Wednesday, September 14, 2011

Where is Tornado Alley?

The above map was released by the SPC recently and it shows the number of tornadoes per state on average, per year, using the data from 1981-2010. At first, you would think that the most likely place to be hit by a tornado is Texas, but we have to remember that the data is skewed because of the size of Texas. This next map is a better representation.
The above map shows the Average Annual number of Tornadoes per 10K square miles, per state. As you look at THIS map, you have to ask where tornado alley exist. I think a person could argue that tornado alley is a little more South and East than people think.

We have had some very quiet weather for a few months in Region 8. Let's remember that we typically see severe storms and tornadoes in the fall as well. Let me encourage you to review your severe weather plans at work, school, and home!



Sasha Sharp said...

Thanks ryan:) glad u do ur research for us to keep us in the loop. Your the best:)

Tammy LeSuer said...

arkansas is in tornada alley isnt it??

Johnzmom said...

Don't it start in the Dakotas and end in Arkansas?

pmarshwx said...

Eh, I tend to disagree with the notion of the "southeast tornado alley". Tornado reports are skewed by the presence of population areas (cities, highways, etc). The larger states tend to have vast areas of low population density. Thus, tornadoes per state (first image) is skewed toward large states and tornadoes per fixed area (second image) is skewed toward small states. The correct approach is to use a statistical technique called "kernel density estimation". Doing so will result in a figure (such as this one: that depicts the probability of a tornado at grid points, which isn't biased by geopolitical boundaries.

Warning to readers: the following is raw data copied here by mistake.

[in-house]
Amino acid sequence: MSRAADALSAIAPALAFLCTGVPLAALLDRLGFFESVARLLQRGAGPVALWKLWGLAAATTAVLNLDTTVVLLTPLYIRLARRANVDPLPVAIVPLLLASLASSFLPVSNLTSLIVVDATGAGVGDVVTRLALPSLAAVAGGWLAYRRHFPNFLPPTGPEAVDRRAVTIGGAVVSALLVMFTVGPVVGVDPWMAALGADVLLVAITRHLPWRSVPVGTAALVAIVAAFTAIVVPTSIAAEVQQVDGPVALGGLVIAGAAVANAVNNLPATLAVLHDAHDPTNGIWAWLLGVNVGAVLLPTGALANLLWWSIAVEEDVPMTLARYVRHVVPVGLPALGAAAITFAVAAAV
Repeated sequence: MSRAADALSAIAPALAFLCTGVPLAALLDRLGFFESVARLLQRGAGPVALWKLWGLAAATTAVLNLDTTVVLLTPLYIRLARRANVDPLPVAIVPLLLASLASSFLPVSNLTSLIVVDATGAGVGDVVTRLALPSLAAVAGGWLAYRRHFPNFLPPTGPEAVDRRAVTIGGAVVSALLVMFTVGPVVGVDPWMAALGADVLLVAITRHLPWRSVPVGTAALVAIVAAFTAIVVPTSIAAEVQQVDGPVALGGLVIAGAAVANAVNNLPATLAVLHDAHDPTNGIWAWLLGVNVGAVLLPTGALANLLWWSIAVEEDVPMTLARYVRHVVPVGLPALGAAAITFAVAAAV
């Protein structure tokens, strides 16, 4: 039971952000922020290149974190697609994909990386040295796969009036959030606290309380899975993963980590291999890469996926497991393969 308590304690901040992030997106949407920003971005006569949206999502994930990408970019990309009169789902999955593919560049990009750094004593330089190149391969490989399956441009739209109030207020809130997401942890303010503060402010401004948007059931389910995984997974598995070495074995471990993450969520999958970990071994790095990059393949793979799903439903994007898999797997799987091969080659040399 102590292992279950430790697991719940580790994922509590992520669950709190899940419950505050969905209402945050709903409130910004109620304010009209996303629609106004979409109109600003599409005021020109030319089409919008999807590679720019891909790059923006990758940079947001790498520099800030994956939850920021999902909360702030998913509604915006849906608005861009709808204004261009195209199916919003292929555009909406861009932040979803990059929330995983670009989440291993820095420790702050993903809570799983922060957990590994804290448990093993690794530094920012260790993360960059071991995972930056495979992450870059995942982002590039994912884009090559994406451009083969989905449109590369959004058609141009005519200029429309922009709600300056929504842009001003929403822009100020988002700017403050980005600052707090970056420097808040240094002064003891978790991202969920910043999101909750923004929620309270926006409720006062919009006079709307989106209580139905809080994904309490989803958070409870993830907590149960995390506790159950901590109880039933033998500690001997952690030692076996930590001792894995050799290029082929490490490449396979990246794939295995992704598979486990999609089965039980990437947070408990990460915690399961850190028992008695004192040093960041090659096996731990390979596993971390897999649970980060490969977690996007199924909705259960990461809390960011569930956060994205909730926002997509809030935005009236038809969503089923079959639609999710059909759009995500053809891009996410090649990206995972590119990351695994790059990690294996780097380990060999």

A couple of interesting points...

1. Since 1950, Harris County, TX (Houston area) has the most number of tornadoes.

2. The area with the most tornadoes is actually northeast of Denver. These tend to be weak, non-supercellular tornadoes (landspouts).

Both of these are outside of most definitions of tornado alley!

Ryan said...

True Patrick, but is this assuming that there are tornadoes that go unreported in places like Texas? I think the number of unreported tornadoes has gone WAY down in recent years. Wouldn't you agree?